Normal organ donation efforts are failing.  However admirable they are, or however hard we all work, the gap between registered donors and the people who need transplants is growing wider each year.  Short of scrapping UNOS (United Network for Organ Sharing) and the 1984 National Organ Transplantation Act ( which would take years of political bickering and result in little if any progress, I suggest we think big — really BIG!    OK, here is where Bob sticks his neck out; following is my dream — my 50,000 foot strategic view.  It only lacks the planning and tactical work J. 


I propose that America hold a week-long party in the next five years to celebrate organ donation and transplantation with the goal of narrowing or eliminating the gap between organ and tissue donors and those who need transplants.  Held in each state with a closing spectacular event in the nation’s capitol, we could honor transplant recipients, donors and their families as special guests.  I propose, too that we should initiate a parallel effort to work with UNOS/OPTN (Organ Procurement and Transplantation Network) to effect policy changes.


Will this be expensive?  Yes.  A lot of work?”  Yes again.  But who is to say it cannot be done.  Think of the benefits. If we have enough tissue and organs, more people could benefit.  In the next ten years at least 100,000 more people will die on the transplant waiting list and there is no way of counting those who just die and never get on the list.  We can stop the dying!  I will volunteer my time and energy to help accomplish this goal.  Who wants to sign on with me and what will you do to help?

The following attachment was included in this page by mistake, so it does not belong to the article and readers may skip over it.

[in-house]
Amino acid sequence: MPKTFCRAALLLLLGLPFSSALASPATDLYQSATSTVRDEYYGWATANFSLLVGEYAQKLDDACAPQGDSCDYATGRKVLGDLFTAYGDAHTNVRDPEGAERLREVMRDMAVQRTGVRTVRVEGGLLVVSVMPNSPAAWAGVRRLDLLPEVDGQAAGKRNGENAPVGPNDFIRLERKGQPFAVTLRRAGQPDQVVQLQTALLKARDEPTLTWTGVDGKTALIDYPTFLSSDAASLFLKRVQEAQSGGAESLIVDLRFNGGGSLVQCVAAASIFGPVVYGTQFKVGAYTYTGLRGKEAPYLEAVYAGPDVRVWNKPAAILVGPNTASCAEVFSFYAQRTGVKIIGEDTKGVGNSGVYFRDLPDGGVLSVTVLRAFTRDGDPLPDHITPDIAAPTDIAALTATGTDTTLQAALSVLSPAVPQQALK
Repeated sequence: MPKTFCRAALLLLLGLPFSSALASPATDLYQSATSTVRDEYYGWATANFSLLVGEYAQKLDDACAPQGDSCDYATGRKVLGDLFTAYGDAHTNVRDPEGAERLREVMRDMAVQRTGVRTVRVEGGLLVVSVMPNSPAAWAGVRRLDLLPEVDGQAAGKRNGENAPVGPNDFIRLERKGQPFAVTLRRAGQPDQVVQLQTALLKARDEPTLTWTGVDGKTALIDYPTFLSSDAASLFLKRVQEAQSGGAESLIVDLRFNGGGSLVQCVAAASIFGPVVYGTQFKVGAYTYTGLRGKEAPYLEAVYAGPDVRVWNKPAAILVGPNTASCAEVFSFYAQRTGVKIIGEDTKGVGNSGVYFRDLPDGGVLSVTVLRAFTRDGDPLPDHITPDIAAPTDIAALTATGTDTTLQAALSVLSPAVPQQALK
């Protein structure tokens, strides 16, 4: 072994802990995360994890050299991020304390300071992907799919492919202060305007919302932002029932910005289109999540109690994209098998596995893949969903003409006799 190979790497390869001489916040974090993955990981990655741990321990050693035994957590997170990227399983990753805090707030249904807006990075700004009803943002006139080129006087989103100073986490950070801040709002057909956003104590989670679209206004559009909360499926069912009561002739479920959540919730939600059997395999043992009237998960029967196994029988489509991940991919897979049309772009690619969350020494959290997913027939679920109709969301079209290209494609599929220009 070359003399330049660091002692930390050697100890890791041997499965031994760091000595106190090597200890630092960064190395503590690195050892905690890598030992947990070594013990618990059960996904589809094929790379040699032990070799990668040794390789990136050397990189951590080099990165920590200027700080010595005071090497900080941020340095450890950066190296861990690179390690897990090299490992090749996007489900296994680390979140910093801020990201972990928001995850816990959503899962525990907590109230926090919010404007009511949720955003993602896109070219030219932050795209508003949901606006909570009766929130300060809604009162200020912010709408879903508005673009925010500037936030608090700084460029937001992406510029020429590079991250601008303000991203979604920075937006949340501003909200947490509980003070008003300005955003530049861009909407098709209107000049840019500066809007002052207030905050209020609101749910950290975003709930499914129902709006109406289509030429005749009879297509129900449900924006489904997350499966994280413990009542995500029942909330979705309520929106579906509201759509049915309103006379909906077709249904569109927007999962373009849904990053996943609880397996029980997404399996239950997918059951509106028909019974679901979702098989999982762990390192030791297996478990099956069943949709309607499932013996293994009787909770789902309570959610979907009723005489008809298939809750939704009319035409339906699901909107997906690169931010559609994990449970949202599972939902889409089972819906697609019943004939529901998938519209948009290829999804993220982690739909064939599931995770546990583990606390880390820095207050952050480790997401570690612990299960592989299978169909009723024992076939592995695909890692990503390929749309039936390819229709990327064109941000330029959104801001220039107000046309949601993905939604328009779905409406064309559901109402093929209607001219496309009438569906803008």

We need sponsors, organizers and so much more.  My dream envisions an event that includes nationally respected speakers, special events, entertainment, celebrities, national telethons, awards, patient and donor stories, special professional conferences (example; transplants for people who can’t afford them, how the media can help promote donation), workshops and, of course, international media coverage.  Can a real grass roots effort succeed in America?  Let us find out through this Giving and Living celebration.  This could be the most massive organ donation effort in history. 


I have given the preceding idea some thought, not enough obviously, but some.  I have consulted with no one, anywhere.  You, my reader friends, are the first to hear of it.  Please offer your ideas, your help and your comments.  I do not know if my dream can be realized but I know it will not be if I do not try.  I know this for sure, it must be a major nationwide effort that includes everyone in every community if we are to increase organ donation to the point where anyone who needs an organ can get one.


About Bob Aronson